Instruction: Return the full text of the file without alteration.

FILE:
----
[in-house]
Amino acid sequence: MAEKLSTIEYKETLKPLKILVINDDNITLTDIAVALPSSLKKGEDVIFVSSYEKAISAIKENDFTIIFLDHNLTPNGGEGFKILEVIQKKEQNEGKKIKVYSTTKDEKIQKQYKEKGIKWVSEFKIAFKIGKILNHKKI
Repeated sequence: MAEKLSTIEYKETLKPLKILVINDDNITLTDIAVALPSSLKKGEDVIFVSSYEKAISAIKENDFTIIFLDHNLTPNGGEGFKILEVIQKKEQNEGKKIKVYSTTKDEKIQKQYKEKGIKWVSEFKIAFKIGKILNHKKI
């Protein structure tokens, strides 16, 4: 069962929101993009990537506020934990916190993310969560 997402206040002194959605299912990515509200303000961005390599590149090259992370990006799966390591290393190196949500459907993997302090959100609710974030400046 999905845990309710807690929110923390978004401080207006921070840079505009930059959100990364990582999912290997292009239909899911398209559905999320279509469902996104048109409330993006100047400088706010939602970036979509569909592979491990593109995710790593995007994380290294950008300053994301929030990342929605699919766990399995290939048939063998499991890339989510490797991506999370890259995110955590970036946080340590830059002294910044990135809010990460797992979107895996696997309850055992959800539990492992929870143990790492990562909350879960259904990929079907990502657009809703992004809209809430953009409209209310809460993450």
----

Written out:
[in-house]
Amino acid sequence: MAEKLSTIEYKETLKPLKILVINDDNITLTDIAVALPSSLKKGEDVIFVSSYEKAISAIKENDFTIIFLDHNLTPNGGEGFKILEVIQKKEQNEGKKIKVYSTTKDEKIQKQYKEKGIKWVSEFKIAFKIGKILNHKKI
Repeated sequence: MAEKLSTIEYKETLKPLKILVINDDNITLTDIAVALPSSLKKGEDVIFVSSYEKAISAIKENDFTIIFLDHNLTPNGGEGFKILEVIQKKEQNEGKKIKVYSTTKDEKIQKQYKEKGIKWVSEFKIAFKIGKILNHKKI
């Protein structure tokens, strides 16, 4: 069962929101993009990537506020934990916190993310969560 997402206040002194959605299912990515509200303000961005390599590149090259992370990006799966390591290393190196949500459907993997302090959100609710974030400046 999905845990309710807690929110923390978004401080207006921070840079505009930059959100990364990582999912290997292009239909899911398209559905999320279509469902996104048109409330993006100047400088706010939602970036979509569909592979491990593109995710790593995007994380290294950008300053994301929030990342929605699919766990399995290939048939063998499991890339989510490797991506999370890259995110955590970036946080340590830059002294910044990135809010990460797992979107895996696997309850055992959800539990492992929870143990790492990562909350879960259904990929079907990502657009809703992004809209809430953009409209209310809460993450």